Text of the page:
If you’re looking to add a touch of adventure and adrenaline to your Langdale Pikes hike, look no further than Jack’s Rake. James Forrest shares a classic grade one scramble up Pavey Ark.
It is a quirk of Lakeland that Pavey Ark – a fearsome cliff rising vertically out of Stickle Tarn into the Langdale Pikes skyline – can be climbed by the average hillwalker. How can this be possible? The answer is Jack’s Rake, a nerve-jangling (yet achievable) scramble up a rocky groove dissecting the precipitous crag. Guidebook writer Alfred Wainwright described it as “just about the limit that the ordinary fell walker may be expected to attempt”, with some “difficult and awkward” sections – but he also waxed lyrical about the rewards for those hikers brave enough to venture up the rake. “The humble walker is…afforded a rare opportunity to enter the realm of the climber, and the rock scenery is magnificent throughout.”
Jack’s Rack is a grade one scramble – a route that requires a degree of rock climbing, employing both hands and feet, without being technical. It is essentially an exposed walking route. But do not underestimate it. The scramble is an accident hotspot that has tragically claimed many lives. The rock is often greasy and wet, and in some places, the terrain is very exposed. Take it on, however, and you will be blessed with an adrenaline-inducing, memorable experience. You will scramble up a rocky groove, which mercifully shelters you from sheer precipices; haul yourself over rocky steps and up narrow chimneys; tiptoe along grassy terraces with dizzying views; and, ultimately, stand atop Pavey Ark feeling like a real adventurer. It might just be the only way to improve a near-perfect day of hill-walking in the Langdale Pikes
Words and images: James Forrest
If you’re new to scrambling, before you head out, check out our beginners’ guide to scrambling.
Jack’s Rake, Pavey Ark: route guide
Start/Finish: National Trust’s Stickle Ghyll car park, Great Langdale (GR: NY294063) | Distance: 7.3km/4.5miles | Ascent: 824m/2,703ft | Duration: 4-5hours | Maps: OS Explorer OL6 (1:25k), OS Landranger 89 & 90 (1:50k), Harvey British Mountain Map Lake District (1:40k)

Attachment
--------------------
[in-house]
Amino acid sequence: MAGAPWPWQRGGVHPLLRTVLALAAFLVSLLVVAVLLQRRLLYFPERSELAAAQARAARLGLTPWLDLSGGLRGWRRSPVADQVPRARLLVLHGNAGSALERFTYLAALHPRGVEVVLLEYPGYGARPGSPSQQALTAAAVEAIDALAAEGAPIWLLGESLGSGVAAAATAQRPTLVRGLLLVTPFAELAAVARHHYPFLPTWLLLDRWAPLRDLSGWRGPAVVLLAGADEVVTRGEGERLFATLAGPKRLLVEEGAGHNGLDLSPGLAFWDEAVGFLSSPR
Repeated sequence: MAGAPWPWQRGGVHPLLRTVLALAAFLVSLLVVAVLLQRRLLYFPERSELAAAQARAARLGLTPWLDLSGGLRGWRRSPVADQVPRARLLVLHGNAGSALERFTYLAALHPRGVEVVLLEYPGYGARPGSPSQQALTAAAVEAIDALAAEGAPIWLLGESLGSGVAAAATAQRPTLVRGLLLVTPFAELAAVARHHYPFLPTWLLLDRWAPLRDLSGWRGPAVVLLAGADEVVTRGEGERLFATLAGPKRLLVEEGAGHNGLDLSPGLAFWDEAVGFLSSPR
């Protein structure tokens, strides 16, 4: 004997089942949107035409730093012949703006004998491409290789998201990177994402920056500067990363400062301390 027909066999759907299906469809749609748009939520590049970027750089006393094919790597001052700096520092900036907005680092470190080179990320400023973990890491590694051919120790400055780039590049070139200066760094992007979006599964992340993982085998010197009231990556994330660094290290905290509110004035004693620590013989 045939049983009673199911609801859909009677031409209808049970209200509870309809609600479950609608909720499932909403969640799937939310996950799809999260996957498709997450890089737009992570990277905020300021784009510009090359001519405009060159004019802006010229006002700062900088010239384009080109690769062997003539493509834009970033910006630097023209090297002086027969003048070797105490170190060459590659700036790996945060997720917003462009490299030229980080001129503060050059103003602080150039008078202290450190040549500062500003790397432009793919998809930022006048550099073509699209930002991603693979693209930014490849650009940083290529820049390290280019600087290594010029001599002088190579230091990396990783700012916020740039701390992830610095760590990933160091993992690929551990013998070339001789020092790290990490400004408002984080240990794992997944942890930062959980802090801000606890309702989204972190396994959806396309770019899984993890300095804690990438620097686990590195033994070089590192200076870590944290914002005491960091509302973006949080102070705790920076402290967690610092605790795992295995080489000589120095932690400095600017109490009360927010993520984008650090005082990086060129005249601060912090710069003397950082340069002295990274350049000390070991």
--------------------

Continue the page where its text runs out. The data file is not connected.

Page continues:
1. NY294063: From the Stickle Ghyll car park take the brief path past the toilets, following a mossy dry stone wall, and turn right through a swinging gate. Turn left aiming for the main path heading north-west alongside Stickle Ghyll. Ignore a turn-off to your left and continue straight ahead on the excellent, stone-pitched path with the stream on your right. Cross the wooden footbridge and continue uphill on the other side of the stream. Cross a stile and continue north-west. The long ascent includes a number of steep, rocky sections, passing a series of waterfalls. As the path veers right slightly around crags, negotiate a rocky step, cross the ghyll again at a line of large stepping-stone boulders and then emerge at the tarn.
2. NY287075: Use the stepping stones to cross Stickle Ghyll and follow the clear path on the eastern shores to walk anti-clockwise around the tarn. Keep an eye on the obvious start of Jack’s Rake, which cuts diagonally through the imposing cliffs of Pavey Ark across the tarn, as it can become tricky to find the closer you get. Hop on boulders over a boggy section to the eastern tip of the tarn, cross a stream and pick up a faint trod that curves
north-west and west around the tarn. At the northernmost tip of the tarn, veer right over boulders and scree to the start of Jack’s Rake.
3. NY285079: Scramble up the rocky trough, which is often wet and slippery but has good handholds, and aim for the prominent rowan tree on the skyline. The initial climb to the tree is steep and tricky in places but the rocky groove shelters scramblers from the worst of the exposure. Continue over a gentler platform, taking care to avoid the precipitous gullies and cliffs to the left. Negotiate an awkward steep, rocky chimney before taking an easier terrace and climbing a steep, rocky groove again. Turn right up Great Gully briefly and then veer left. Choose your line of ascent over grassy ledges and rocky steps, aiming for a depression to the right of a cone-shaped pinnacle, and emerge safely to the ridge. Turn right and climb easily to the summit of Pavey Ark.
4. NY284079: Re-trace your steps over the rocky terrain to the point where you emerged from Jack’s Rake onto the ridge. Pick up the path heading west and pass two small tarns on your right. Continue on the good path, which veers sharply south following a line of small cairns. Descend momentarily before looping back west and north to the 736m summit of Harrison Stickle, the highest point of the Langdale Pikes.
5. NY281073: Descend west towards the dramatic dome of Pike O’Stickle. It is a steep, rocky descent but there are no technical difficulties. Veer left at a large cairn towards Dungeon Ghyll and pick up the path heading south-east for Thorn Crag. Negotiate a few rocky steps to reach a large cairn and then continue on the stone-pitched path. Descend over grassy slopes to the prominent top of Pike Howe, which is too tempting to miss, and then retrace your steps briefly before descending steeply south and east to reach a drystone wall. Follow the wall south and cross a high stile next to the ghyll. Pass a wooden bench and turn left onto the Cumbria Way at a wall junction. Go through a kissing gate and descend east back towards Stickle Ghyll. Rejoin the main path, turn right, go through the gate and arrive back at the car park.
Transport: 516 bus from Ambleside (stagecoachbus.com)
Tourist information: Ambleside TIC, 015394 68135